February paper discussion (Jitka’s pick)

February 1st, 2010

Kochanek Jitka., Buckley Y.M., Probert R.J., Adkins S.W. & Steadman K.J. (2010).

Pre-zygotic parental environment modulates seed longevity.

Austral Ecology, (In press).

The environment that a plant experiences prior to seed set can have a major role in determining the quality and longevity of its progeny seeds.  We found that the environment a maternal plant experienced prior to setting seeds changed the potential lifespan of the seeds by at least a factor of two for an arid to semi-arid species, Wahlenbergia tumidifructa (Figure 1).

Figure 1. Wahlenbergia tumidifructa in the field.

Mean seed longevity was similar for seeds produced by plants that grew in warm-wet, warm-dry and cool-dry but longevity increased for seeds of plants in cool-wet conditions (Figure 2). We think it likely that a parental effect modified seed longevity as the maternal plant had visible phenotypic changes in response to environmental conditions that correlated with longevity and quality of the progeny seeds. Given that seed longevity is likely to be an important contributor to stable species coexistence, the novel environmental conditions expected with climate change may thus potentially alter the storage effect for this species.

Figure 2. W. tumidifructa in glasshouse experiment (cool-wet, cool-dry, warm-wet, warm-dry)

In our discussion of this paper it was suggested that the interpretation of the results is complex and warrants further research, for example, reduced seed longevity is not necessarily maladaptive, but may be adaptive under certain conditions. Also it is unclear whether the parental effect on progeny seeds is transient or reappears in subsequent generations. Possible avenues of research may be:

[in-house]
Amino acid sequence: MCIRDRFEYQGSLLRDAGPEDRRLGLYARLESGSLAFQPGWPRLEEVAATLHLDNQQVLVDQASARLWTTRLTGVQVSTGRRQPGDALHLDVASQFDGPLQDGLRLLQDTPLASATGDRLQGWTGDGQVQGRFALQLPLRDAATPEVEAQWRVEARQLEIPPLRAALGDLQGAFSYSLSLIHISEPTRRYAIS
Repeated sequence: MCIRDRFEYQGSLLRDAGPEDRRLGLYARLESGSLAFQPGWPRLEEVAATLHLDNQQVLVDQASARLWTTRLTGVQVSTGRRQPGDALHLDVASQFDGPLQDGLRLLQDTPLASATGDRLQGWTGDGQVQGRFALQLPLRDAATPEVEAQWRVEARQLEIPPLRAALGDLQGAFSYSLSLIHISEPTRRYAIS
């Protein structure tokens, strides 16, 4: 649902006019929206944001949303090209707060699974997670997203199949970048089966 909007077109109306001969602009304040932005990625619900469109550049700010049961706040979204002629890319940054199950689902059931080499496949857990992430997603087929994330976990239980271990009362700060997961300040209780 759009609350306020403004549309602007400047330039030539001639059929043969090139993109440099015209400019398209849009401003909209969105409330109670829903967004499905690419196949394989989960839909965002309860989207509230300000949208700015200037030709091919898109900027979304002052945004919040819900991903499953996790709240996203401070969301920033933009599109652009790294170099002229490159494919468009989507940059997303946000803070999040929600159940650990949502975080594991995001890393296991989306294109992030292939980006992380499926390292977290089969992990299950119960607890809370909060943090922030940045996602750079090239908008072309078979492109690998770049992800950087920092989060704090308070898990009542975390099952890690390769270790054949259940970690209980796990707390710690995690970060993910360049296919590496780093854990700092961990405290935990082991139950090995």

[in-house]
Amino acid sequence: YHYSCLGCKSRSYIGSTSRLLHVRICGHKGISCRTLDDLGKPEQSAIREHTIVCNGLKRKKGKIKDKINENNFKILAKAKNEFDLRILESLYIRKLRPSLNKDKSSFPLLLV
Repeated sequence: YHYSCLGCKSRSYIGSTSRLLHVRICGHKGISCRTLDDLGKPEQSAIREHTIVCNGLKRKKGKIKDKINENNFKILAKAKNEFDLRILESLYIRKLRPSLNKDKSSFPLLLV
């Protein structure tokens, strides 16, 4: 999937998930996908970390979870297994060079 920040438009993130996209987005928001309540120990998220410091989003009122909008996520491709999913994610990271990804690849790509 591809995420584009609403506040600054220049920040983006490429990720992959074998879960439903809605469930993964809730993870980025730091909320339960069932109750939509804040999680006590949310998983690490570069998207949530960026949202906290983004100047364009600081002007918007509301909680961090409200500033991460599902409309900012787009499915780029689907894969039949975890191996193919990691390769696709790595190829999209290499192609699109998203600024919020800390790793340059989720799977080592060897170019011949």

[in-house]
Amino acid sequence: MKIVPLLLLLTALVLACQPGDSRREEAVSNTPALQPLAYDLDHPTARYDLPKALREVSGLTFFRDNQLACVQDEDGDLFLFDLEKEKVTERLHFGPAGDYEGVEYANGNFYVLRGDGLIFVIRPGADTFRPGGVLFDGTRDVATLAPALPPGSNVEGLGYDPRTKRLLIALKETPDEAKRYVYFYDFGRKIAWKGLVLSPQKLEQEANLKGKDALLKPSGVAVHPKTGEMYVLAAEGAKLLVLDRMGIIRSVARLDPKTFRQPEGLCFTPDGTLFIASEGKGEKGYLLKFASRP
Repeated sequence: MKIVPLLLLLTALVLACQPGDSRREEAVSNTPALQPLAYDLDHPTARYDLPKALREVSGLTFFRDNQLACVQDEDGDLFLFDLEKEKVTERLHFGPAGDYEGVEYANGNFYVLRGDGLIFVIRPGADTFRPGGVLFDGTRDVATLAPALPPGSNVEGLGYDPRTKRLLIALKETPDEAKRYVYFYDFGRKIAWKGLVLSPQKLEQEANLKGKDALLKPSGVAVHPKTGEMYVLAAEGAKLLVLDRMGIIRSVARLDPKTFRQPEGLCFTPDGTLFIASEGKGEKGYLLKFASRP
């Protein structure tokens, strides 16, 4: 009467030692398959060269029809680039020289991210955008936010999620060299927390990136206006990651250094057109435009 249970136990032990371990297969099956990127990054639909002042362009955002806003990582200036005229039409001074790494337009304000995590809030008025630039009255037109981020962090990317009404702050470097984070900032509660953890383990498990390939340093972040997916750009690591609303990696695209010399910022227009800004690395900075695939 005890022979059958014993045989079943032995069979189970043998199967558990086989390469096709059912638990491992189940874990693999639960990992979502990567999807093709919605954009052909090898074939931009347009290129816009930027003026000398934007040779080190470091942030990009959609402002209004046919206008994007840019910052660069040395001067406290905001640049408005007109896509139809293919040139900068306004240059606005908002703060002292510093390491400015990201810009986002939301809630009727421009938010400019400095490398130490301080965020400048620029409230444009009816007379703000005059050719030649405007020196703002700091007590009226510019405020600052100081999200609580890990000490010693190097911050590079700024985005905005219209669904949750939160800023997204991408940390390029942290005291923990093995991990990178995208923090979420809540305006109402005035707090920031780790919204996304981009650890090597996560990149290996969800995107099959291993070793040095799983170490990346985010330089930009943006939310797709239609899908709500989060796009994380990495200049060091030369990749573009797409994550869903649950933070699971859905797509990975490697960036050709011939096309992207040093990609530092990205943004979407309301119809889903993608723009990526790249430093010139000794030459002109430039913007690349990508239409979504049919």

1) To construct a stochastic matrix model parameterised from different environmental conditions (spatially and/or temporally) to test the effect of seed longevity on population growth rate in different environmental contexts;

2)  Determine whether variable field environmental conditions give similar results as under controlled glasshouse and laboratory conditions used in this study. Reciprocal transplant studies may be particularly useful; and

3) Determine whether the response shown by W. tumidifructa is unique, given that it is amazingly plastic, or whether other, perhaps endangered species, respond in a similar way. Jitka is currently compiling another paper which shows the same results for Plantago cunninghamii, also a highly plastic species.


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